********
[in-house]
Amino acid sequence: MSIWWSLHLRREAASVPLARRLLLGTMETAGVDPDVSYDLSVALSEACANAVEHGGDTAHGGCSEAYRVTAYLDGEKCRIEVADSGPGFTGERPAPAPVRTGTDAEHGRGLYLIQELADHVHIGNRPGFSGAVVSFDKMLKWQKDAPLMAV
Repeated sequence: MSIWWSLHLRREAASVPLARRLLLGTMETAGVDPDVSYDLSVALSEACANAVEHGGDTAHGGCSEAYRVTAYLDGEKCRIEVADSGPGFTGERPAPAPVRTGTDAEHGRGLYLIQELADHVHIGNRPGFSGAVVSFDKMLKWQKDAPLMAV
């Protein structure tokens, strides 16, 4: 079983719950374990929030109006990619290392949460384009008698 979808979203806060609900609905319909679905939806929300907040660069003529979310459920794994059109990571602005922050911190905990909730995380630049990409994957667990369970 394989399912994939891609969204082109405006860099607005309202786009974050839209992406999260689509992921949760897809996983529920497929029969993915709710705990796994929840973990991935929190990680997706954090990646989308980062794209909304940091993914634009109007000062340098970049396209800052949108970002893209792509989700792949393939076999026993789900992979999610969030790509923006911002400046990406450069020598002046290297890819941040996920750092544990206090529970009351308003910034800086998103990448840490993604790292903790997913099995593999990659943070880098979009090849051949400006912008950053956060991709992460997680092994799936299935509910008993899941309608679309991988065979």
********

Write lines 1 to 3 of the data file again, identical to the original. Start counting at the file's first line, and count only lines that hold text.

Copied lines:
[in-house]
Amino acid sequence: MSIWWSLHLRREAASVPLARRLLLGTMETAGVDPDVSYDLSVALSEACANAVEHGGDTAHGGCSEAYRVTAYLDGEKCRIEVADSGPGFTGERPAPAPVRTGTDAEHGRGLYLIQELADHVHIGNRPGFSGAVVSFDKMLKWQKDAPLMAV
Repeated sequence: MSIWWSLHLRREAASVPLARRLLLGTMETAGVDPDVSYDLSVALSEACANAVEHGGDTAHGGCSEAYRVTAYLDGEKCRIEVADSGPGFTGERPAPAPVRTGTDAEHGRGLYLIQELADHVHIGNRPGFSGAVVSFDKMLKWQKDAPLMAV